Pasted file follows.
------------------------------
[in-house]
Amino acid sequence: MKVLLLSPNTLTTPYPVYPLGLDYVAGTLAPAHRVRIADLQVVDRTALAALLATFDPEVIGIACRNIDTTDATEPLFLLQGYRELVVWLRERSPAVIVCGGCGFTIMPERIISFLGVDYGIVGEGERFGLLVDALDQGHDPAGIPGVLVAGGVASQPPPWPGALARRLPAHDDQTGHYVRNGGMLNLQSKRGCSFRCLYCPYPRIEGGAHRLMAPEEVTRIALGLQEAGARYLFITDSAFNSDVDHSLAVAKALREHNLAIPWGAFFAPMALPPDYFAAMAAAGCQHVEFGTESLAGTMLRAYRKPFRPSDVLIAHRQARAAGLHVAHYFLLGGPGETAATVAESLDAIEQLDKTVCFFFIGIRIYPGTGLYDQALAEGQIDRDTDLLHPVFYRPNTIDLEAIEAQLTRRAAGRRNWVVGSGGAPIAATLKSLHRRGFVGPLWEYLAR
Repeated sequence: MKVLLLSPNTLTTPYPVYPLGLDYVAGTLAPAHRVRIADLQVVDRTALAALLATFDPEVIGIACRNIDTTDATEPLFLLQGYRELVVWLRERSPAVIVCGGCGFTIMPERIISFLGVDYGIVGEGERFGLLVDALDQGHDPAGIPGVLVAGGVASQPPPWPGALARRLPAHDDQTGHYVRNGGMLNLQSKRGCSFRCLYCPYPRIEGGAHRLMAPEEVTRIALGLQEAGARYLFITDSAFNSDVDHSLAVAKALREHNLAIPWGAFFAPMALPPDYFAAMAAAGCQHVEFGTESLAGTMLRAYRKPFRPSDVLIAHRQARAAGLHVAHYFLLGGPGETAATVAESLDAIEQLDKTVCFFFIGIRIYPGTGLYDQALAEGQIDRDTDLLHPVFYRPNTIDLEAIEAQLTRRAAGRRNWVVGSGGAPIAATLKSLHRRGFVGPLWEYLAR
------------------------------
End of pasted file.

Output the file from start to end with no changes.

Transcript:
[in-house]
Amino acid sequence: MKVLLLSPNTLTTPYPVYPLGLDYVAGTLAPAHRVRIADLQVVDRTALAALLATFDPEVIGIACRNIDTTDATEPLFLLQGYRELVVWLRERSPAVIVCGGCGFTIMPERIISFLGVDYGIVGEGERFGLLVDALDQGHDPAGIPGVLVAGGVASQPPPWPGALARRLPAHDDQTGHYVRNGGMLNLQSKRGCSFRCLYCPYPRIEGGAHRLMAPEEVTRIALGLQEAGARYLFITDSAFNSDVDHSLAVAKALREHNLAIPWGAFFAPMALPPDYFAAMAAAGCQHVEFGTESLAGTMLRAYRKPFRPSDVLIAHRQARAAGLHVAHYFLLGGPGETAATVAESLDAIEQLDKTVCFFFIGIRIYPGTGLYDQALAEGQIDRDTDLLHPVFYRPNTIDLEAIEAQLTRRAAGRRNWVVGSGGAPIAATLKSLHRRGFVGPLWEYLAR
Repeated sequence: MKVLLLSPNTLTTPYPVYPLGLDYVAGTLAPAHRVRIADLQVVDRTALAALLATFDPEVIGIACRNIDTTDATEPLFLLQGYRELVVWLRERSPAVIVCGGCGFTIMPERIISFLGVDYGIVGEGERFGLLVDALDQGHDPAGIPGVLVAGGVASQPPPWPGALARRLPAHDDQTGHYVRNGGMLNLQSKRGCSFRCLYCPYPRIEGGAHRLMAPEEVTRIALGLQEAGARYLFITDSAFNSDVDHSLAVAKALREHNLAIPWGAFFAPMALPPDYFAAMAAAGCQHVEFGTESLAGTMLRAYRKPFRPSDVLIAHRQARAAGLHVAHYFLLGGPGETAATVAESLDAIEQLDKTVCFFFIGIRIYPGTGLYDQALAEGQIDRDTDLLHPVFYRPNTIDLEAIEAQLTRRAAGRRNWVVGSGGAPIAATLKSLHRRGFVGPLWEYLAR